Comment: How manufacturing is harnessing GenAI in 2024

In 2023 we saw a surge in experimentation with generative artificial intelligence (GenAI), but we're now beginning to witness a shift towards more strategic applications that promise tangible and measurable benefits for businesses, says John Woods, Alvarez & Marsal.


This is particularly true in the Manufacturing industry, where companies are increasingly embracing AI to make targeted investments with the objective of improving supply chain performance.

Gen AI is more than just a tech fad – it is the culmination of over 50 years of AI research, development and use cases. The current wave of AI capabilities has transformative potential in the manufacturing industry – although it is not without risks.

At its core, GenAI is about creating content – be it text, images, audio, or synthetic data – by learning patterns from existing datasets and generating new, original content. What’s brought this technology into mainstream, and generated the wave of excitement we’re experiencing, is the advent of user-friendly interfaces like OpenAI's ChatGPT and Google's Gemini. These advances have democratised content generation, making it accessible and efficient for users across different domains.

Gen AI and manufacturing

The application of AI innovations in manufacturing (including EdgeAI and Computer Vision) has been growing at a rapid pace, with significant advances in technology and adoption in recent years. The availability of vast amounts of data from Internet-of-Things (IoT) sensors, cheaper computing power via the cloud, as well as advanced deep learning algorithms have led to applications of these AI innovations in a number of use cases in the industry, such as predictive maintenance, quality control and process optimisation, among others. Alongside these other innovations, GenAI has now emerged as part of the AI portfolio for manufacturing. It offers the potential for improvement via further optimisation and automation of work processes where there is need for text content generation.

On the factory floor, GenAI has the potential to more seamlessly integrate essential tasks, ranging from predictive maintenance to quality control and process optimisation. For example, in supply chain management and plant maintenance, GenAI-based co-pilots are now capable of enhancing the workflow and problem-solving capabilities for reliability engineers by producing automatic equipment reporting and root-cause analysis through voice command.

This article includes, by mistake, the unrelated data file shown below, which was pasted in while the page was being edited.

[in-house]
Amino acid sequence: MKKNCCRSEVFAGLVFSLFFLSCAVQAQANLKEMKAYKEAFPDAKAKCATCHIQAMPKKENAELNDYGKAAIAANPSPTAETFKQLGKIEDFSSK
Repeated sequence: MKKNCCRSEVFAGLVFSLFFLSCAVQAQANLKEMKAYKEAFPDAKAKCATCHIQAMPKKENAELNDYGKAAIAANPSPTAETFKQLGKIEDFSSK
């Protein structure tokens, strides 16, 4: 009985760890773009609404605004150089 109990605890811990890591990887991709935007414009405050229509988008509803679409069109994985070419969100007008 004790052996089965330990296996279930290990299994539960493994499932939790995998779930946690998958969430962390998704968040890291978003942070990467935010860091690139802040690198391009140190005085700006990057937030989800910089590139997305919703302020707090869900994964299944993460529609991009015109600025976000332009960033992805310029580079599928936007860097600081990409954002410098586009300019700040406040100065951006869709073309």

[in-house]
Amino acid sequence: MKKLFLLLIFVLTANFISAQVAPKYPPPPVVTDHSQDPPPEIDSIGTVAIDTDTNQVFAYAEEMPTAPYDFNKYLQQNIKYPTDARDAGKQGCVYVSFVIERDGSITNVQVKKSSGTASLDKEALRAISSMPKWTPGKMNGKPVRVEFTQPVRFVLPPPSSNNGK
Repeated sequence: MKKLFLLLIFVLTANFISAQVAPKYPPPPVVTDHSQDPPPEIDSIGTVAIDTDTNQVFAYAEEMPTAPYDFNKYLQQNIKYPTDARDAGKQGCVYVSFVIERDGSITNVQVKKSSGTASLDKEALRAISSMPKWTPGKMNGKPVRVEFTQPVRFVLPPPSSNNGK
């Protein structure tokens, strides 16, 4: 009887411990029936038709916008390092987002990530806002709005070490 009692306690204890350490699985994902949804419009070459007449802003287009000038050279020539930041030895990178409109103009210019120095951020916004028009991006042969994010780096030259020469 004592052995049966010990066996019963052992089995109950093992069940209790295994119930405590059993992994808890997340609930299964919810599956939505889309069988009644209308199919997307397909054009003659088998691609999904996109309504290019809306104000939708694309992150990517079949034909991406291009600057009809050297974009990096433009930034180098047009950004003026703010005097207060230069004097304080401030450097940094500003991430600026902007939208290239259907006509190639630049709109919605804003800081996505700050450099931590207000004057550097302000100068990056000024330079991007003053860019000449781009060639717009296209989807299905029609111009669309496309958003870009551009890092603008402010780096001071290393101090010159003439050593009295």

Beyond the factory floor, GenAI can also streamline functional areas such as HR operations. This is particularly crucial in the manufacturing industry, where high turnover rates and a contractor workforce necessitate swift and efficient onboarding procedures to maintain continuity and productivity. By automating routine tasks and refining onboarding processes, it eases the reliance on HR personnel while ensuring that new hires are seamlessly integrated into the workforce.

Preparing for GenAI

As innovations in GenAI continue to advance, the race is on for manufacturing businesses to be ready to leverage the technology or risk losing potential competitive advantage. However,  incorporating it into manufacturing processes requires careful consideration.

Firstly, businesses need to understand how GenAI fits into their broader AI strategy, identifying competitive opportunities and threats. Businesses must also establish the Value Case – that is, evaluate the impact of GenAI investment on various metrics, from delivery time to employee productivity, ensuring scalability and demonstrating tangible value through rapid prototyping. Then, choosing the right technology infrastructure and vendors is crucial. Whether it's cloud services from Microsoft, AWS, and Google, or scalable models from innovative startups, it is important to keep abreast of the rapid pace of development among vendors.

Develop a core team of GenAI experts and encourage knowledge building and training not only on technical aspects but also on data security, privacy, and GenAI-specific considerations such as hallucinations (false or misleading information generated), model adoption and prompt injection. Businesses should consider setting up a sandbox environment that allows safe experimentation for both technical and business teams.

Most importantly, the outcome of any Gen-AI-assisted process will only be as good as the quality of the input data and the accuracy of the prompts. It is therefore crucial to maintain data integrity to ensure the accuracy and quality of Gen-AI-generated outputs. Failure to do so risks leaving your business open to potential information processing issues which could create complications in the value chain.

The Future is now

GenAI represents a rapidly advancing technology with the potential to unlock substantial value within manufacturing. By thoughtfully harnessing its capabilities, businesses can enhance human capabilities, drive growth, and pave the way for a truly transformative industry landscape – the initial steps of which are already underway.

John Woods, Alvarez & Marsal